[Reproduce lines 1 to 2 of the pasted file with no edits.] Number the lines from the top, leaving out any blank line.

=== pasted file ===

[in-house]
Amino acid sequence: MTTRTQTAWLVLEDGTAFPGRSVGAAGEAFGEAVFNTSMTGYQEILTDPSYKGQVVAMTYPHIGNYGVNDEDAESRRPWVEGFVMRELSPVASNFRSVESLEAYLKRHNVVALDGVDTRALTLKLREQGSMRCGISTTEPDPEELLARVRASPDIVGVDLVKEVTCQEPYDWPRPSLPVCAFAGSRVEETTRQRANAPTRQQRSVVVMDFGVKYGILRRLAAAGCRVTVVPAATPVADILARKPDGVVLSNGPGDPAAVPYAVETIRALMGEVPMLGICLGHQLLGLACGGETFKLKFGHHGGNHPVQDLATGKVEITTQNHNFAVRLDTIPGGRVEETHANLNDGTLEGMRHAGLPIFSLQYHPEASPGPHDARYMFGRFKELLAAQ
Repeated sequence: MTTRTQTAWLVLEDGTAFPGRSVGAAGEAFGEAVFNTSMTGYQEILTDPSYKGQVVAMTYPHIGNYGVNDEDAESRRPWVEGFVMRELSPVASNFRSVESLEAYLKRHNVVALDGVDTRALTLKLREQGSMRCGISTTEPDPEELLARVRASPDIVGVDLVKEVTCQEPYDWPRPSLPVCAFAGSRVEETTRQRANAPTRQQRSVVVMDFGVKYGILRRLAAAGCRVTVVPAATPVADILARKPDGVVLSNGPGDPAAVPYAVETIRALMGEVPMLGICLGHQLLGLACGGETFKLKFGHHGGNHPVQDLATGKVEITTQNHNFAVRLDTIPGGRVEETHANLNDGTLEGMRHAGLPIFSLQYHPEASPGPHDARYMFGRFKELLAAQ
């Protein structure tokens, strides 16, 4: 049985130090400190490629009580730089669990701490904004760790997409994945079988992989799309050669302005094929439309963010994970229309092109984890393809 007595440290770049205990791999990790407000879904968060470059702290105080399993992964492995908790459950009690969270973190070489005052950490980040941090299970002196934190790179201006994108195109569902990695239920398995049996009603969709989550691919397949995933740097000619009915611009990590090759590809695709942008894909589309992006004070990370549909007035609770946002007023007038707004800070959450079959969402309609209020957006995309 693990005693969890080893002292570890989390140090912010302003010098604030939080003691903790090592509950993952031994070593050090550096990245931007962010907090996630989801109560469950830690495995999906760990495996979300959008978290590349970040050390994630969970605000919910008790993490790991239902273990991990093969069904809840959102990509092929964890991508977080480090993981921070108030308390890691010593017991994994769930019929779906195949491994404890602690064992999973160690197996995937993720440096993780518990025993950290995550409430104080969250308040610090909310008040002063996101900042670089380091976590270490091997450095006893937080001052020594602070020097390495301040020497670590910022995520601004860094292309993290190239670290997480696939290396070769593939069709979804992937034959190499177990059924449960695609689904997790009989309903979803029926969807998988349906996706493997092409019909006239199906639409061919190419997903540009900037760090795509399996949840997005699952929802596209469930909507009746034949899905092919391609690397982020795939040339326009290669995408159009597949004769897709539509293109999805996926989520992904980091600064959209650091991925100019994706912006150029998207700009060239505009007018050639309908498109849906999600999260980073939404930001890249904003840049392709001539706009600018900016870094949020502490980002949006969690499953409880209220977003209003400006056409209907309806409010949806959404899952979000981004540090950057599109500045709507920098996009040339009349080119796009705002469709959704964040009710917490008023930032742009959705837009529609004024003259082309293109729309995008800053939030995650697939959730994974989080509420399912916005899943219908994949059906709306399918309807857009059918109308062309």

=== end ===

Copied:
[in-house]
Amino acid sequence: MTTRTQTAWLVLEDGTAFPGRSVGAAGEAFGEAVFNTSMTGYQEILTDPSYKGQVVAMTYPHIGNYGVNDEDAESRRPWVEGFVMRELSPVASNFRSVESLEAYLKRHNVVALDGVDTRALTLKLREQGSMRCGISTTEPDPEELLARVRASPDIVGVDLVKEVTCQEPYDWPRPSLPVCAFAGSRVEETTRQRANAPTRQQRSVVVMDFGVKYGILRRLAAAGCRVTVVPAATPVADILARKPDGVVLSNGPGDPAAVPYAVETIRALMGEVPMLGICLGHQLLGLACGGETFKLKFGHHGGNHPVQDLATGKVEITTQNHNFAVRLDTIPGGRVEETHANLNDGTLEGMRHAGLPIFSLQYHPEASPGPHDARYMFGRFKELLAAQ